A federal court in Alabama held that an employer’s request to count an employee’s prescription medication – in connection with a drug test that the employee passed – supported the employee’s claim for invasion of privacy. Effinger v. Birmingham-Jefferson County Transit Authority, Case no. 2:19-cv-00766-KOB (N.D. Al. Jan. 23, 2020).
The plaintiff was a former employee employed as a bus driver for the Birmingham-Jefferson County Transit Authority. According to the bus driver, she was required to undergo a drug test that was labelled a “post-accident drug test” on a form that she was made to sign (even though she had not been involved in an accident). She then was required to submit to a directly-observed urine collection and suspended pending receipt of the drug test result.
A week later, the bus driver returned to work to discuss her drug test result, which she had passed. The employer required her to bring her medications with her. The bus driver brought empty containers for her birth control and another medication that was prescribed to be taken “as needed” when off-duty since her involvement in a bus accident five years earlier. The employer’s Human Resources representative told the bus driver that she was required to bring the actual medication to work so that the Human Resources representative could count it. The bus driver refused, because she thought that the handling of her medication would be unsanitary and unnecessary.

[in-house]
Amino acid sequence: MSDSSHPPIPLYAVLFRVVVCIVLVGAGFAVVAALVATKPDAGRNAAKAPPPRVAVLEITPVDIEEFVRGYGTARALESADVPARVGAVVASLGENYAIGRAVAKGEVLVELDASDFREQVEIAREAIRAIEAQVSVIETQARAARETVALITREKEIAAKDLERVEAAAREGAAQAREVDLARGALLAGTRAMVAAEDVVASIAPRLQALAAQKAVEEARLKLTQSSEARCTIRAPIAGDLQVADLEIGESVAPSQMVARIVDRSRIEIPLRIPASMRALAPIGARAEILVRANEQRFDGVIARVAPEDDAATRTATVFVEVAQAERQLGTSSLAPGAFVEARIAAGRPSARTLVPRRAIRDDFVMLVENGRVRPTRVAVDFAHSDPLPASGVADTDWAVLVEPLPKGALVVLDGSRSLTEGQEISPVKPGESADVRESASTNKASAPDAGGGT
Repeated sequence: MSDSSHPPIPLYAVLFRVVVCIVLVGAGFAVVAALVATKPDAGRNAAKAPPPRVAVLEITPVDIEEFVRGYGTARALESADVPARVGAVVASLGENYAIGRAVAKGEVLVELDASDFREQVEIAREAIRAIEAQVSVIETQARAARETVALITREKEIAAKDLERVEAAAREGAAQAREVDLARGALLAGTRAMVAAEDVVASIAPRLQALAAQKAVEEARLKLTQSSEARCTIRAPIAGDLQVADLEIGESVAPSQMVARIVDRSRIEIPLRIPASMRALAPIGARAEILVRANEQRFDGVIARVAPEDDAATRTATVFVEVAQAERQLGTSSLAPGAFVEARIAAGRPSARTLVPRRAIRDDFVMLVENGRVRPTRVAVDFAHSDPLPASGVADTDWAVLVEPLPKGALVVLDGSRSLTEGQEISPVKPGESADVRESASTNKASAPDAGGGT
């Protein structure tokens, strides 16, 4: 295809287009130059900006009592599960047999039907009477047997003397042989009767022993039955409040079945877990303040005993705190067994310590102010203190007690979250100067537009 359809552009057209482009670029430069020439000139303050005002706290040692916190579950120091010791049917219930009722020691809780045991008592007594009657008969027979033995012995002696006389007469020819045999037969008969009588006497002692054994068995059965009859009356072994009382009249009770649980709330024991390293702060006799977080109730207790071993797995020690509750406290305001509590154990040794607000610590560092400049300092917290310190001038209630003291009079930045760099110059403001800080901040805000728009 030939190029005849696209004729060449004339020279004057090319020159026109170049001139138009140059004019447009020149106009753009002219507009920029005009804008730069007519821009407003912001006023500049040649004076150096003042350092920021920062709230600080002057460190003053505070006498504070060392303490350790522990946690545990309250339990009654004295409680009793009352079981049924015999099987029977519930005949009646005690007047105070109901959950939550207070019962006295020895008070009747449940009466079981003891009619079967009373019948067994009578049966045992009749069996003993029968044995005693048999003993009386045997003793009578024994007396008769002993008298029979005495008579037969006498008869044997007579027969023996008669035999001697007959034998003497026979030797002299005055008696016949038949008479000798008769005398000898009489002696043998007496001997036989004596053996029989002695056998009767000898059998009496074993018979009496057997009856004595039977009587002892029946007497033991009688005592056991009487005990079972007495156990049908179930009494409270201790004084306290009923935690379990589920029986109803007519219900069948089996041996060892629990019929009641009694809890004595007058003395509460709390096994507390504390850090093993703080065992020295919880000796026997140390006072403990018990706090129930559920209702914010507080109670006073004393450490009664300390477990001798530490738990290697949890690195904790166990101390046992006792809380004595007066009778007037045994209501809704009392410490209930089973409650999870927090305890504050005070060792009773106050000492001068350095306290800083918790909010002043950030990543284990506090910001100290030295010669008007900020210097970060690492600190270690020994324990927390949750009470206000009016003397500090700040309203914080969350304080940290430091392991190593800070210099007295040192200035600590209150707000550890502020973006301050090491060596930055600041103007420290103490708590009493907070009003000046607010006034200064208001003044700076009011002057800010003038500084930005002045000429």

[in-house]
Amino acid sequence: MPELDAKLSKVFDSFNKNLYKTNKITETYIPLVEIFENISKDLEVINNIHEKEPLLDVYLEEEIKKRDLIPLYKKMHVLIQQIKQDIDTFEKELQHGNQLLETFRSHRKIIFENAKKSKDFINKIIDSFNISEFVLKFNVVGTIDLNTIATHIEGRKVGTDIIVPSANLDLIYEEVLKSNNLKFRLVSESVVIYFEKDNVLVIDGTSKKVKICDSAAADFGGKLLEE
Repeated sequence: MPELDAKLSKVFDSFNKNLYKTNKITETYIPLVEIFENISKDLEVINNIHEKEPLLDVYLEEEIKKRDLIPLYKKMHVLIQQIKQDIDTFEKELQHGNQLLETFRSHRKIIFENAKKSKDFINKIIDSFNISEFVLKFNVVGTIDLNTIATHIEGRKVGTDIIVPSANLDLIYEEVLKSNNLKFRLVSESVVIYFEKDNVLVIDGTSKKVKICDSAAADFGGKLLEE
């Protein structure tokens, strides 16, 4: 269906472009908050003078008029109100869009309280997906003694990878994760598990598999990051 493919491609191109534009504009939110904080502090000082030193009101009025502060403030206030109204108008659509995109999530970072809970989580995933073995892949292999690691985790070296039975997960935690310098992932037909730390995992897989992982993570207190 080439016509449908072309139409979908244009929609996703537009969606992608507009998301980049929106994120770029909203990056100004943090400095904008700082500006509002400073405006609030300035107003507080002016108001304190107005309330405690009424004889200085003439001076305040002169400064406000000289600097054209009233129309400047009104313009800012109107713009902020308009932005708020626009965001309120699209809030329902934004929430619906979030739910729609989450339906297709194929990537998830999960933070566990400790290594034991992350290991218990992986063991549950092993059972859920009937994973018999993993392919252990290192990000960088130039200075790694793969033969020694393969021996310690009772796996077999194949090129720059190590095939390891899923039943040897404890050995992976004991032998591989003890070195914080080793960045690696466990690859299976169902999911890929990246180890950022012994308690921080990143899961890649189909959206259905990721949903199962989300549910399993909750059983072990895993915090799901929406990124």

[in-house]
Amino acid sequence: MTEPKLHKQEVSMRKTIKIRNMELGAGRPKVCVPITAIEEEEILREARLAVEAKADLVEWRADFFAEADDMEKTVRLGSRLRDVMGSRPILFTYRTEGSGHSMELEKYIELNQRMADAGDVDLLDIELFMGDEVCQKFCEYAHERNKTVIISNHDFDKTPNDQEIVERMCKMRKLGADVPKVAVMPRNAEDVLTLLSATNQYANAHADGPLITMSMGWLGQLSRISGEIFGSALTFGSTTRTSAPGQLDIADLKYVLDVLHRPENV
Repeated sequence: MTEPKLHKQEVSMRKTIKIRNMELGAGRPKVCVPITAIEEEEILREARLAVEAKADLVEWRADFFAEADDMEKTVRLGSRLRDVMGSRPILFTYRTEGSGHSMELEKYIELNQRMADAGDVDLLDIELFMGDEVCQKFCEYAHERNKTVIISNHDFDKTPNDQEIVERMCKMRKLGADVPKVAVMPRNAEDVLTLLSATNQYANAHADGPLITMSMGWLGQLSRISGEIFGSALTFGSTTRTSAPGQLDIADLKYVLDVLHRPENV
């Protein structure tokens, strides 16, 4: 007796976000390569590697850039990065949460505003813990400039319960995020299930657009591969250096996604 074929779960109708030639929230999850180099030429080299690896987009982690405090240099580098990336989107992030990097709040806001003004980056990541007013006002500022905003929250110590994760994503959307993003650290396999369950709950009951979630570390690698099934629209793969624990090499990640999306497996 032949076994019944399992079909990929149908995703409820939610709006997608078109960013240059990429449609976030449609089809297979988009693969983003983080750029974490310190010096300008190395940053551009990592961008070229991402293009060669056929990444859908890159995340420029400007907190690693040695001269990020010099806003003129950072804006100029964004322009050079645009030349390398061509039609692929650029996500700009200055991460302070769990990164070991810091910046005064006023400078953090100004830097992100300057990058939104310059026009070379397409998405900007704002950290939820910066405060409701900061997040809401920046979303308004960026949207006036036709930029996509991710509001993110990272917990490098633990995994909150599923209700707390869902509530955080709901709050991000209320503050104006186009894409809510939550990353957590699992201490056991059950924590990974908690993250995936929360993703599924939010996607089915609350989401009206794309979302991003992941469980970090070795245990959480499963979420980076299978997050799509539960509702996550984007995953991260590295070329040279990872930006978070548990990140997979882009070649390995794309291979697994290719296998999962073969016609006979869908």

The bus driver’s employment subsequently was terminated, allegedly due to a perception that she was “mentally ill” and posed a “direct threat” of harm. She filed suit, alleging among other things that she was “regarded as” disabled, and that the request to count her medication constituted an invasion of privacy.
The employer made a motion for judgment on the pleadings which the court denied. Specifically, the court held that the bus driver adequately pled that she was terminated based on a perception that she was disabled, i.e., mentally ill. Moreover, she adequately pled her invasion of privacy claim. The court held that “a reasonable person could find that a coerced investigation of medication meant to be ingested, constitutes a highly offensive intrusion into personal affairs that would cause outrage or mental suffering.” In addition, a reasonable person could find the request to count the medication suspect given that the bus driver already had passed the drug test.